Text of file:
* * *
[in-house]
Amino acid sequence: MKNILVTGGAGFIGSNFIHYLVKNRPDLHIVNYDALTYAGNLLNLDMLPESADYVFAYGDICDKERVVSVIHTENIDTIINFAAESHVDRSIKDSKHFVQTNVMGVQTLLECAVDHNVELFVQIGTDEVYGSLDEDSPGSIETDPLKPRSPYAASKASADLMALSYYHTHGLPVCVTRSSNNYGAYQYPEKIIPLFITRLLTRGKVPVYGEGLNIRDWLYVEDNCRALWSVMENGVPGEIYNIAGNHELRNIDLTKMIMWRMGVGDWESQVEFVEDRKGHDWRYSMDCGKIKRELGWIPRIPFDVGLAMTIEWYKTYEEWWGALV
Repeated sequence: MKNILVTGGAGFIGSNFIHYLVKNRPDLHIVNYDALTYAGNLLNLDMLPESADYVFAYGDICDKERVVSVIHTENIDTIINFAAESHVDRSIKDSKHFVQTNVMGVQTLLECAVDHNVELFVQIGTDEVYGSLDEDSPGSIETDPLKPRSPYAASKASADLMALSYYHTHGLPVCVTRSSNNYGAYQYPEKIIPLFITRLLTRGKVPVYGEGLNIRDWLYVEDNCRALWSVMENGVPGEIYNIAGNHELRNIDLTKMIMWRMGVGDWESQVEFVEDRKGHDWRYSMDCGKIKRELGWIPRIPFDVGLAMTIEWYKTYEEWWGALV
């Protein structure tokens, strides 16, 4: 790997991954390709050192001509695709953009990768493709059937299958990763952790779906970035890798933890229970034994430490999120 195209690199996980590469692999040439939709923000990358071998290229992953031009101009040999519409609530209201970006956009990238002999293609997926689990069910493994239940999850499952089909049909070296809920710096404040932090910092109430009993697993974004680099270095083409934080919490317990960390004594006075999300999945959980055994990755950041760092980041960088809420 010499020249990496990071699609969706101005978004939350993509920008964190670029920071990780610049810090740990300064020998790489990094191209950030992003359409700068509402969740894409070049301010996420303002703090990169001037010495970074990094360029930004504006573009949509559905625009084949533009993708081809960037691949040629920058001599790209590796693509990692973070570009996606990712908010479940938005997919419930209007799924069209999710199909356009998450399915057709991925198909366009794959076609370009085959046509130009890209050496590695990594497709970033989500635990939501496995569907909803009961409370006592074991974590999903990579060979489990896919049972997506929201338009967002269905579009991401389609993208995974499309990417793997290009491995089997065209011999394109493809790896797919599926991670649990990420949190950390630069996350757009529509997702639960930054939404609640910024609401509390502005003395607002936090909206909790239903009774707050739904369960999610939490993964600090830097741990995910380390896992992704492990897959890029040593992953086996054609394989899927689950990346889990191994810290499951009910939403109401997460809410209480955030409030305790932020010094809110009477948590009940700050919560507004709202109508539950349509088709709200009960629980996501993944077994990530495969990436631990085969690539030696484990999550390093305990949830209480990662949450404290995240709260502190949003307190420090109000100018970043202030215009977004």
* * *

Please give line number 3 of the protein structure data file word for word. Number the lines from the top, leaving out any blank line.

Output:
Repeated sequence: MKNILVTGGAGFIGSNFIHYLVKNRPDLHIVNYDALTYAGNLLNLDMLPESADYVFAYGDICDKERVVSVIHTENIDTIINFAAESHVDRSIKDSKHFVQTNVMGVQTLLECAVDHNVELFVQIGTDEVYGSLDEDSPGSIETDPLKPRSPYAASKASADLMALSYYHTHGLPVCVTRSSNNYGAYQYPEKIIPLFITRLLTRGKVPVYGEGLNIRDWLYVEDNCRALWSVMENGVPGEIYNIAGNHELRNIDLTKMIMWRMGVGDWESQVEFVEDRKGHDWRYSMDCGKIKRELGWIPRIPFDVGLAMTIEWYKTYEEWWGALV